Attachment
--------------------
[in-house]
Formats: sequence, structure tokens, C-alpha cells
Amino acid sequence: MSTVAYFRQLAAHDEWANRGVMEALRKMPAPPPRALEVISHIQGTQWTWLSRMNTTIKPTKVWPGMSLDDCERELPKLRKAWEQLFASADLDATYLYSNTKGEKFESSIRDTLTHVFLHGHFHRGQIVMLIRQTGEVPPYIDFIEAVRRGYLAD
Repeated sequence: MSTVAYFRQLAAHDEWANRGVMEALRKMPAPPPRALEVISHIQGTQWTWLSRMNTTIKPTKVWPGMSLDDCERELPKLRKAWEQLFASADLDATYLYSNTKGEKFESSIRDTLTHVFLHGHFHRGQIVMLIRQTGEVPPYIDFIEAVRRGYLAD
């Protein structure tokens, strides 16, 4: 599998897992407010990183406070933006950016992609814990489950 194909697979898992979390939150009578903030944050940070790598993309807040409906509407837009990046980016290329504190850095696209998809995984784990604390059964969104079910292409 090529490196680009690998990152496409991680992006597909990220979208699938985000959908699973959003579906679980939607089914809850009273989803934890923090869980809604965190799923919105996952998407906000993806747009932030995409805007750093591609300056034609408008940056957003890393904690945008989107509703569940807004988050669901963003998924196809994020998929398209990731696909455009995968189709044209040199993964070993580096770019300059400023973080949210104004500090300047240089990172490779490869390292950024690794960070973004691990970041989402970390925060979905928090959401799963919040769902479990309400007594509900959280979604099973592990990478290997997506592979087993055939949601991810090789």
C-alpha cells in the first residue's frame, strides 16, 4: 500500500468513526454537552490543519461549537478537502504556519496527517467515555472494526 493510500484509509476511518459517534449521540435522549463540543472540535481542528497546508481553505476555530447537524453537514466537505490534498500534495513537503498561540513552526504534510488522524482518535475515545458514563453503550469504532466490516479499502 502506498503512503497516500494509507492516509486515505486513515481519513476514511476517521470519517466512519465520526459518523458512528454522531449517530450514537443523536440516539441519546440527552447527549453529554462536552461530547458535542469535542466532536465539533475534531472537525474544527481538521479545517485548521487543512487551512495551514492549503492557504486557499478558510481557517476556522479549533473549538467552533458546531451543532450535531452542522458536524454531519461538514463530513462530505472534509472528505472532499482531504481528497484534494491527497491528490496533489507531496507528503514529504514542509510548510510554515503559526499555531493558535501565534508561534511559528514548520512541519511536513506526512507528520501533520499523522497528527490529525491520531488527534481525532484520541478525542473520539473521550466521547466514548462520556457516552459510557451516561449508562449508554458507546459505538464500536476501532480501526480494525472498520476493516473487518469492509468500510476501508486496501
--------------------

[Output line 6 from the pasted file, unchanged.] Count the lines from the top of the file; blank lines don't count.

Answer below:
C-alpha cells in the first residue's frame, strides 16, 4: 500500500468513526454537552490543519461549537478537502504556519496527517467515555472494526 493510500484509509476511518459517534449521540435522549463540543472540535481542528497546508481553505476555530447537524453537514466537505490534498500534495513537503498561540513552526504534510488522524482518535475515545458514563453503550469504532466490516479499502 502506498503512503497516500494509507492516509486515505486513515481519513476514511476517521470519517466512519465520526459518523458512528454522531449517530450514537443523536440516539441519546440527552447527549453529554462536552461530547458535542469535542466532536465539533475534531472537525474544527481538521479545517485548521487543512487551512495551514492549503492557504486557499478558510481557517476556522479549533473549538467552533458546531451543532450535531452542522458536524454531519461538514463530513462530505472534509472528505472532499482531504481528497484534494491527497491528490496533489507531496507528503514529504514542509510548510510554515503559526499555531493558535501565534508561534511559528514548520512541519511536513506526512507528520501533520499523522497528527490529525491520531488527534481525532484520541478525542473520539473521550466521547466514548462520556457516552459510557451516561449508562449508554458507546459505538464500536476501532480501526480494525472498520476493516473487518469492509468500510476501508486496501